conal at conal.net
Wed Nov 21 20:48:25 EST 2007
> First of all Conal, I find all of your work amazingly cool. Do you
have fan list? ;-)
> Conal Elliott wrote:
> > Moreover, functional programming makes it easy to have much more
state than imperative programming, namely state over *continuous* time. The
temporally discrete time imposed by the imperative model is pretty puny in
comparison. Continuous (or "resolution-independent") time has the same
advantages as continuous space: resource-adaptive, scalable, transformable.
> Yes, that's true, but isn't that also the problem with FRP? I mean,
most of the papers I'm reading about (A)FRP indicate that no matter how nice
it is to have the continuous time model, to get fine grained control over
execution times and resources, one needs to fall back to the discrete
I haven't found that to be the case. I'd like to understand what specific
implementation issues seem to conflict with continuous time. Can anyone
help me out?
> And you still need to think about where you have to introduce delays to
avoid infinite loops? I might be wrong, since I don't understand everything
in these papers yet ;-)
There were two places in Fran where timing was a bit delicate to get
termination. I made sure that reactive behaviors don't change at the moment
of the event occurrence, but rather immediately after it. You could call it
an "infinitessimal delay". There was no delta>0. The other is very
similar: ordinary differential equations (expressed recursively, using
integration). Again, there was no time delta in the semantics.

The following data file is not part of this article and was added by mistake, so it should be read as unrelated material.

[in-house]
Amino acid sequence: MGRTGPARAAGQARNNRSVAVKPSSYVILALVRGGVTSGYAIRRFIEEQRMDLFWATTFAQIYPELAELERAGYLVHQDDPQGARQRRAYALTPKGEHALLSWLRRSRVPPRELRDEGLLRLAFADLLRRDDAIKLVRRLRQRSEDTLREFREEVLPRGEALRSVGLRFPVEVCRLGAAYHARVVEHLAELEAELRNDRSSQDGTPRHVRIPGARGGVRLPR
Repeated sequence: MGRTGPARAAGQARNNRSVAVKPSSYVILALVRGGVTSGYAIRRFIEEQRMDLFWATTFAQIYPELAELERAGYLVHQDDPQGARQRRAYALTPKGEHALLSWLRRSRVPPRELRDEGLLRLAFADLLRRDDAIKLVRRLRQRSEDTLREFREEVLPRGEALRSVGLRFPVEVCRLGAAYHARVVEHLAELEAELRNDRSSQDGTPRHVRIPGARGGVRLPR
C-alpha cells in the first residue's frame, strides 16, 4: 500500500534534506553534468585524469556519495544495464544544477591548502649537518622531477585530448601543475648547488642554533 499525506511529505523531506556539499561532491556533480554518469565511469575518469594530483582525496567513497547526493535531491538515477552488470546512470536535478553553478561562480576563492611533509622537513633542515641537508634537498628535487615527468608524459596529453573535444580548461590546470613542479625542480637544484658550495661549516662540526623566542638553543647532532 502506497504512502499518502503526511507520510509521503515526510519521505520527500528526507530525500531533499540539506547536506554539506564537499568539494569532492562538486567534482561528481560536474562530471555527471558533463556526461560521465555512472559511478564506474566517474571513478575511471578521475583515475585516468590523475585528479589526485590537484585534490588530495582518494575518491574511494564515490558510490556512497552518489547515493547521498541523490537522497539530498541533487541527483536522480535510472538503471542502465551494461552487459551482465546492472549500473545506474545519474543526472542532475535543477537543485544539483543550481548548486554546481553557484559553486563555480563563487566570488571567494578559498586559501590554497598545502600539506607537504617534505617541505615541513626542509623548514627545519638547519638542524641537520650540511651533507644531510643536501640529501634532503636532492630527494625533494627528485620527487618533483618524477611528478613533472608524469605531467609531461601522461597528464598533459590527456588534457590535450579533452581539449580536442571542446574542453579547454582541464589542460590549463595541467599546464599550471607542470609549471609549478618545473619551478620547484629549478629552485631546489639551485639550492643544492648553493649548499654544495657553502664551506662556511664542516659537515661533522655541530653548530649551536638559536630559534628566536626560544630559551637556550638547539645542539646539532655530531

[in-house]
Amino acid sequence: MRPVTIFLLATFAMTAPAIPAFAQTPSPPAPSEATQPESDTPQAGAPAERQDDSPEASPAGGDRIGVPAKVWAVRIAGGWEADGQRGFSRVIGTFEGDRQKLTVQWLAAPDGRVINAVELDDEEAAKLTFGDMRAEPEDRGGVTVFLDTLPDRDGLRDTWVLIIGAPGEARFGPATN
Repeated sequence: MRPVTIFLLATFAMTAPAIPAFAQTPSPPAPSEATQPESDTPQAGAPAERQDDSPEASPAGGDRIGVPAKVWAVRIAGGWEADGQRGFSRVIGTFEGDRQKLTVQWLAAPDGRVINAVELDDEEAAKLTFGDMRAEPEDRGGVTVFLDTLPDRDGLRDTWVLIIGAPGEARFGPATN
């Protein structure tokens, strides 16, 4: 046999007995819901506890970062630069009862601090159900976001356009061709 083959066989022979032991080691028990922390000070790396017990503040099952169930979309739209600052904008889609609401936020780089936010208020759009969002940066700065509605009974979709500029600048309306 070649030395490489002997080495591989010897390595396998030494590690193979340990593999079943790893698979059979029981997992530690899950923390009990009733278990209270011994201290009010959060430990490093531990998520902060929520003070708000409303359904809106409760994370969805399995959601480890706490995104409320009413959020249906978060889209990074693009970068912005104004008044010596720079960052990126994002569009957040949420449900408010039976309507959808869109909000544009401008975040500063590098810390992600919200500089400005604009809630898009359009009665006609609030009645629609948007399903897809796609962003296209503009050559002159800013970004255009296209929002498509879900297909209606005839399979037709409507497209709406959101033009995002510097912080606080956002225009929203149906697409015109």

I also got the impression that some of the folks at Yale thought it
necessary to add in some kind of (non-infinitessimal) delay, related to
termination, but I don't know why. Maybe Henrik will comment.
> About continuous time; it is in fact, not really continuous is it,
since floats are used to approximate time. So the longer your program runs,
the less accurate an absolute time value will become no? Okay, if you use
64-bit floats, you will have to let is run a very long time :-)
Sure. And yes 64 bits help. And we could certainly use a bigfloat
representation to get really continuous time (and space).
> Since nobody replied yet on my question about the future of (A)FRP,
maybe I can ask it again here? What is the future for FRP? Are other
approaches better suitable for reactive applications?
I've been itching to get back into (A)FRP to address some of these issues of
continuous time, as well as modular interaction. Also toward making a much
more efficient implementation, based mainly on data-driven evaluation. I've
made some preliminary experiments, described at
http://haskell.org/haskellwiki/DataDriven , used in Phooey, GuiTV, and Eros.
Cheers, - Conal
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